Since there are so many coffeeshops in Amsterdam, shopping for one that agrees with your taste can be half the fun. Nearly all coffeeshops echo some theme, be it a 60’s rock group or an exotic location. Shops vary greatly in the type of music they play, and the ambiance and amenities they offer, which range from a quite cozy environment of only a few tables to elaborate spaces on multiple floors which may offer couches, television, pool tables or internet access. The available food and beverages may also sway your opinion. Some coffeeshops serve coffee and pastries, while others may offer a full menu, prepare specialty items such as smoothies or organic treats, or serve alcoholic beverages. And of course the variety, quality and price of the marijuana and hashish will be key. Location may also be a deciding factor, if a coffeeshop is located close to your home base, or in a neighborhood you particularly enjoy. Most people tend to find a coffeeshop that suits their style, and frequent it regularly.

Tourists are attracted to the larger coffeeshops that advertise, but the locals tend hang out in their neighborhood coffeeshops where the prices are lower. Most Dutch people just pop in to buy some grass then go smoke elsewhere. Coffeeshops usually have a separate counter where they sell cannabis. To buy cannabis in a coffeeshop, just ask for their “menu”. It will list both hash and grass with prices. Prices vary according to quantity and quality. Typically it’s priced by the gram or you can buy 12 Euros (about $11) worth. The local Dutch weed is always the freshest and best quality.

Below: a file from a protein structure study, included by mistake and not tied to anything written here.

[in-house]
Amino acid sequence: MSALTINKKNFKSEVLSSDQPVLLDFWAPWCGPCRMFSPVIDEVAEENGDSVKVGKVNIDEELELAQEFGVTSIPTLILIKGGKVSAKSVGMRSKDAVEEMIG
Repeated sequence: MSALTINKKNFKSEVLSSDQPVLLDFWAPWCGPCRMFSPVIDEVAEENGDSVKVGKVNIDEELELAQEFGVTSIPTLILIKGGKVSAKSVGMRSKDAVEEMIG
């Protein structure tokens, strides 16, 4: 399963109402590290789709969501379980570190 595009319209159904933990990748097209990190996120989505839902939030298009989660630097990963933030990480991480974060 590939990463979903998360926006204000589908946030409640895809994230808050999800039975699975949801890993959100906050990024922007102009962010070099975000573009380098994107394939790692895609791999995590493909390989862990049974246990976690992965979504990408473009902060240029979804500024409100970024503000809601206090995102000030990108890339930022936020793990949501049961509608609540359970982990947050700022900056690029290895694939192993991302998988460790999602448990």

Hashish is another story. The most reliable high quality will come from Morocco with several different grades to choose from. Black hash from Afghanistan, Nepal, India or Pakistan is available everywhere. Please read our warning about opium in black hash! You might also benefit by reading our stories about Coffeeshop Rip-offs.

For a real treat check out the Nederhash. It’s Dutch hashish made from their hydro or bio plants. As a rule of thumb; the lighter color the nederhash, the better. The current law limits the amount a person can buy to 5 grams of hash or grass, which is enough for anyone! Many coffeeshops also offer ‘space cake’ or some other pastry or chocolate dessert laced with marijuana or hashish. Beware! It’s better to get space cake “to go”, otherwise you might not go anywhere for a very long time!

The Dutch coffeeshop scene is not typical of Europe, although things are beginning to change in the European Union. Belgium and Portugal have now decriminalized cannabis and Germany may be next. Despite the “open” borders, laws and attitudes vary drastically from country to country. The Dutch have clearly demonstrated not only how good marijuana can be, but how it can become an integral part of an enlightened society! The Dutch coffeeshop scene is an excellent model for other countries to emulate someday, and for those seeking true freedom, to enjoy now.

Another warning. Theft is rampant in Amsterdam. Whether you’re in a coffeeshop, bar or restaurant, keep your bag or belongings very close, under your table, between your legs. Don’t leave anything unattended! Also beware of teams of thieves where one distracts you while the other takes your valuables! If something is stolen go to the police immediately. They won’t bother to act unless the crime just happened. Get witnesses too, otherwise it’s your word against theirs.

The Hip Travel Guide does not advocate the breaking of laws. Please use common sense and obey the local laws wherever you are!